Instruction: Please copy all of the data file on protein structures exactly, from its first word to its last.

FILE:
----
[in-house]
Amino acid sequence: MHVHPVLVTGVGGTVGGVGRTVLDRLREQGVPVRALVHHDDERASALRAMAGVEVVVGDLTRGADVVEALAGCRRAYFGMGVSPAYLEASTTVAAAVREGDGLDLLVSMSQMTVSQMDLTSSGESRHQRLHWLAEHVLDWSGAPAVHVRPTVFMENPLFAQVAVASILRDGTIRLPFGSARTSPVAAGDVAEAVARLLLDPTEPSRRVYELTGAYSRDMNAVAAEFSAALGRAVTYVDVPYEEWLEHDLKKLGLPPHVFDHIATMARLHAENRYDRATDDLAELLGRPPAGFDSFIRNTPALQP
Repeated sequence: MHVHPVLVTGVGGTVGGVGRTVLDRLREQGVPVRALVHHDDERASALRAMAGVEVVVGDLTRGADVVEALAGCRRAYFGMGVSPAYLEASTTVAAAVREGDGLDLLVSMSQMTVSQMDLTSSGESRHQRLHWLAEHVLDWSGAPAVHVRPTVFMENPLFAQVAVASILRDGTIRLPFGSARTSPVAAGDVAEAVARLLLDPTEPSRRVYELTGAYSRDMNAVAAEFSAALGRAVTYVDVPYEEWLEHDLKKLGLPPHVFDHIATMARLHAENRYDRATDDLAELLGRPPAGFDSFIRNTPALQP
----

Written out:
[in-house]
Amino acid sequence: MHVHPVLVTGVGGTVGGVGRTVLDRLREQGVPVRALVHHDDERASALRAMAGVEVVVGDLTRGADVVEALAGCRRAYFGMGVSPAYLEASTTVAAAVREGDGLDLLVSMSQMTVSQMDLTSSGESRHQRLHWLAEHVLDWSGAPAVHVRPTVFMENPLFAQVAVASILRDGTIRLPFGSARTSPVAAGDVAEAVARLLLDPTEPSRRVYELTGAYSRDMNAVAAEFSAALGRAVTYVDVPYEEWLEHDLKKLGLPPHVFDHIATMARLHAENRYDRATDDLAELLGRPPAGFDSFIRNTPALQP
Repeated sequence: MHVHPVLVTGVGGTVGGVGRTVLDRLREQGVPVRALVHHDDERASALRAMAGVEVVVGDLTRGADVVEALAGCRRAYFGMGVSPAYLEASTTVAAAVREGDGLDLLVSMSQMTVSQMDLTSSGESRHQRLHWLAEHVLDWSGAPAVHVRPTVFMENPLFAQVAVASILRDGTIRLPFGSARTSPVAAGDVAEAVARLLLDPTEPSRRVYELTGAYSRDMNAVAAEFSAALGRAVTYVDVPYEEWLEHDLKKLGLPPHVFDHIATMARLHAENRYDRATDDLAELLGRPPAGFDSFIRNTPALQP